POLITICIANS from across the political divide have said the deal to sell Northern Rock to Virgin Money raises significant questions.
The lender, which was nationalised in February 2008 after the first run on a UK bank for 150 years, has been sold for £747m but this figure could rise to around £1bn with add-ons.
Chancellor George Osborne insisted the deal was the best available for the taxpayer and would ensure a "powerful new presence" in high street banking.
However the sale price is less than the £1.4bn injected by the Government during its public ownership.
Delivering a major speech on the economy in London, Labour leader Ed Miliband said: "There will be serious questions asked about the deal done to sell Northern Rock today, and in particular about the losses to the taxpayer.
"But whatever the right decisions about the timing of that - and we will scrutinise it - there does need to be greater competition in the market."
He added: "We need a more competitive banking system so there is genuinely a challenge to existing players in business lending."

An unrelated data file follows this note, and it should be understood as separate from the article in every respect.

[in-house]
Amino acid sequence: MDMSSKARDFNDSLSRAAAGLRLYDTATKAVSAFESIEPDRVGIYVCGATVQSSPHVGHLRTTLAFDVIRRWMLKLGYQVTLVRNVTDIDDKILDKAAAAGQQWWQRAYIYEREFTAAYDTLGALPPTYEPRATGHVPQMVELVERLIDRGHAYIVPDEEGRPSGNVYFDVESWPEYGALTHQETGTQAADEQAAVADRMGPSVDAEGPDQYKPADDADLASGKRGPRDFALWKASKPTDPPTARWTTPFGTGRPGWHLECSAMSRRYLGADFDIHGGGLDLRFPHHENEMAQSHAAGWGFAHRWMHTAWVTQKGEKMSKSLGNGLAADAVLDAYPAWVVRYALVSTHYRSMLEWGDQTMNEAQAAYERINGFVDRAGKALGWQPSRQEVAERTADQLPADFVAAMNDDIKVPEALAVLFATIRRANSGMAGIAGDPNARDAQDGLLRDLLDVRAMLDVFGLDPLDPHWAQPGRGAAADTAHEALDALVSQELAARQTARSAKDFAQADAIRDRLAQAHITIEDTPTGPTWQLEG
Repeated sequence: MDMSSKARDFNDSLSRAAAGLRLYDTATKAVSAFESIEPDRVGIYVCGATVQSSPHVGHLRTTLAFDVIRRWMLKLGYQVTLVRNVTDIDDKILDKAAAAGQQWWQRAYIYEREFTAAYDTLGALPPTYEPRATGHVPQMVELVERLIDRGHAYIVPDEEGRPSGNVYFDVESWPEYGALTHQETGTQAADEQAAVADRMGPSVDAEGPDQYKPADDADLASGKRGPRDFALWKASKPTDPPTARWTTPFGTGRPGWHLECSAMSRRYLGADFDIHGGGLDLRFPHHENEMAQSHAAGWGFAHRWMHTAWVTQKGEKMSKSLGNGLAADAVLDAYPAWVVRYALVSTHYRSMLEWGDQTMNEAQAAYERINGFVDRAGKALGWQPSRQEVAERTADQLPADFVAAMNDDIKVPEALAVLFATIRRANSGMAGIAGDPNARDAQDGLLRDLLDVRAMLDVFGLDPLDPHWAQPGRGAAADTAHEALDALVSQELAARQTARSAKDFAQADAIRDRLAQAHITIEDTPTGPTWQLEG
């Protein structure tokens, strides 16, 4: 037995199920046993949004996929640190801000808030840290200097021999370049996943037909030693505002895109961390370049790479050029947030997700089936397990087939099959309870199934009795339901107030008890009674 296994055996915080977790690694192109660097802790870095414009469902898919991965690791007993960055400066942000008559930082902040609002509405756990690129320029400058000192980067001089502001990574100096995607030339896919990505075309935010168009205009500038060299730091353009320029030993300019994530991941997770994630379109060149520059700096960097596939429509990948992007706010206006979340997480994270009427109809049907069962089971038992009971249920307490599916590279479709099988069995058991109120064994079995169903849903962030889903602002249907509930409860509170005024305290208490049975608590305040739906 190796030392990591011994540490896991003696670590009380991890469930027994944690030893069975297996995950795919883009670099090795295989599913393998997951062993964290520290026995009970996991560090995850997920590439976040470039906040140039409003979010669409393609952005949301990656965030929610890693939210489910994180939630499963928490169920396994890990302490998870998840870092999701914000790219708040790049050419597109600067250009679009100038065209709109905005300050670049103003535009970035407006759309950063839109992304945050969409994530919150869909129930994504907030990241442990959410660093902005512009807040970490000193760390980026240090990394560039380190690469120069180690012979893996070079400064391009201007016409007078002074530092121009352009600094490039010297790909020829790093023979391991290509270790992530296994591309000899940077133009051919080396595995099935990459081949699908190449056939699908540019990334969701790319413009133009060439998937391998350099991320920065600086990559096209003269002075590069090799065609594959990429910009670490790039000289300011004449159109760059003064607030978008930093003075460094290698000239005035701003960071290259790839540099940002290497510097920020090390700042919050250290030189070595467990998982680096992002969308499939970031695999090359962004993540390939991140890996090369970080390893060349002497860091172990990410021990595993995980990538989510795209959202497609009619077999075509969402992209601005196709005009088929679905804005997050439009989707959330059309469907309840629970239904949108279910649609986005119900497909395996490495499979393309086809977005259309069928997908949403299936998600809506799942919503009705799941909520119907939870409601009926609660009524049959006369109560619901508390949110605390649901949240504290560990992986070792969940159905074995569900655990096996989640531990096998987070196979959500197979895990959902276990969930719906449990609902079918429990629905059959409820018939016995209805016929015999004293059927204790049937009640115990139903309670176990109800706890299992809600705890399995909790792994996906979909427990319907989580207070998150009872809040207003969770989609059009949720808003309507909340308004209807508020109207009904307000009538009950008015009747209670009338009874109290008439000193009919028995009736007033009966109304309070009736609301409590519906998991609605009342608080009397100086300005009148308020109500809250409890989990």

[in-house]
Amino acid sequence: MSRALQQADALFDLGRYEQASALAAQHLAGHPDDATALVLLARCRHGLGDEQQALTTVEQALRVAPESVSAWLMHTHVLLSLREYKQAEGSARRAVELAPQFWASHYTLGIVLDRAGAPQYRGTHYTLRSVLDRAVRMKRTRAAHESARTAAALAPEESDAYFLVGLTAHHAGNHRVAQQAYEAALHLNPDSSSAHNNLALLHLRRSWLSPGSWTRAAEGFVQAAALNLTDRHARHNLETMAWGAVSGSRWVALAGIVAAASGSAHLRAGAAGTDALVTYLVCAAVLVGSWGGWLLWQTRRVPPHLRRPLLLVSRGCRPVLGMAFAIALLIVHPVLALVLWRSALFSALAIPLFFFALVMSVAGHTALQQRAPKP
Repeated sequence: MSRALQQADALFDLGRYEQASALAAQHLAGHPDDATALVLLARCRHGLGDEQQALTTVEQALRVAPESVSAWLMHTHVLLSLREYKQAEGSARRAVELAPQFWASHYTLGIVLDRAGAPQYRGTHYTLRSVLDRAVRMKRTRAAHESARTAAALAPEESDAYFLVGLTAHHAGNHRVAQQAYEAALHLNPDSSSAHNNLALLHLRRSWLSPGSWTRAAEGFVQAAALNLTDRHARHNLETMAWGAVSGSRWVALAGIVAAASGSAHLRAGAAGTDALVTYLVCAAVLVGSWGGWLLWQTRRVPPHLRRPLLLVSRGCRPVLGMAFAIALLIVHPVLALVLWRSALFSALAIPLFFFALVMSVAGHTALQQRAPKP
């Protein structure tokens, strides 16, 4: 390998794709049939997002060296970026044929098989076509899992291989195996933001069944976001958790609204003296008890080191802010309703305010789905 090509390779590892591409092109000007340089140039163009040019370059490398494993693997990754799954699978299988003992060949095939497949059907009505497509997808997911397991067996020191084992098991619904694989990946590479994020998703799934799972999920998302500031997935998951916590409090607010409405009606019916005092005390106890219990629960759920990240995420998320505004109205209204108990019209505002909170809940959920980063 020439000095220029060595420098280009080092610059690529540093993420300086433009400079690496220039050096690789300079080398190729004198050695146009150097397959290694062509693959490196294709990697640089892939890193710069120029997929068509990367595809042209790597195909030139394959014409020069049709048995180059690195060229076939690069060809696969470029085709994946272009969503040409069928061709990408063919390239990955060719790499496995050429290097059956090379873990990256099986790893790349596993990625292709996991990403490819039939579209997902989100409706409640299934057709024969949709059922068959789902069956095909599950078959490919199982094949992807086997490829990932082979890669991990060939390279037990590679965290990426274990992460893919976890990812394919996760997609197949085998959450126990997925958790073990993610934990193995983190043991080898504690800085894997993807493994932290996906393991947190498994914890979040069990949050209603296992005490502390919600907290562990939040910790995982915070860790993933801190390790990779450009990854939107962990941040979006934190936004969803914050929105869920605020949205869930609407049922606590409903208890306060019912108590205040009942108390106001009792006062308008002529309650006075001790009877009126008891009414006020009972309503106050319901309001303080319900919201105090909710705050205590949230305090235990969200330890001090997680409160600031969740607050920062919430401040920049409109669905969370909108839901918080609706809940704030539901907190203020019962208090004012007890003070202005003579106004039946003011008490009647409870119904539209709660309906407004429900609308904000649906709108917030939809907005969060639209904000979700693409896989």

Tory MP Mark Field, who represent the Cities of London and Westminster, criticised the sale saying the Rock was sold "for a song''.
"I’m very concerned about whether we are getting really good value for the taxpayer," he said.
"There has to be a sense that Richard Branson has got the deal he was craving four years ago for a song today."
Mr Field added: "When one looks at the track record of Mr Branson he tends to make pretty good deals and I suspect he knows this is reasonably good."
He said it was "regrettable" ministers did not wait for a viable plan to remutualise Northern Rock, and feared today’s deal paved the way for Government shares in Lloyds Banking group and Royal Bank of Scotland to be sold cheaply.
Financial Secretary to the Treasury Mark Hoban said no plan to remutualise the bank was tabled and insisted the deal came at the right time.
"We reached out to the mutual sector... saying come forward with a workable plan to remutualise Northern Rock and sadly no-one did, so that’s why we have had to go down this route," he added.
"The judgment we reached was that it was best to sell Northern Rock now, that holding onto it for a few more years wasn’t going to realise an increase in value for the taxpayer."
He said today’s sale ended uncertainty over the bank, "removing a huge shadow" from staff.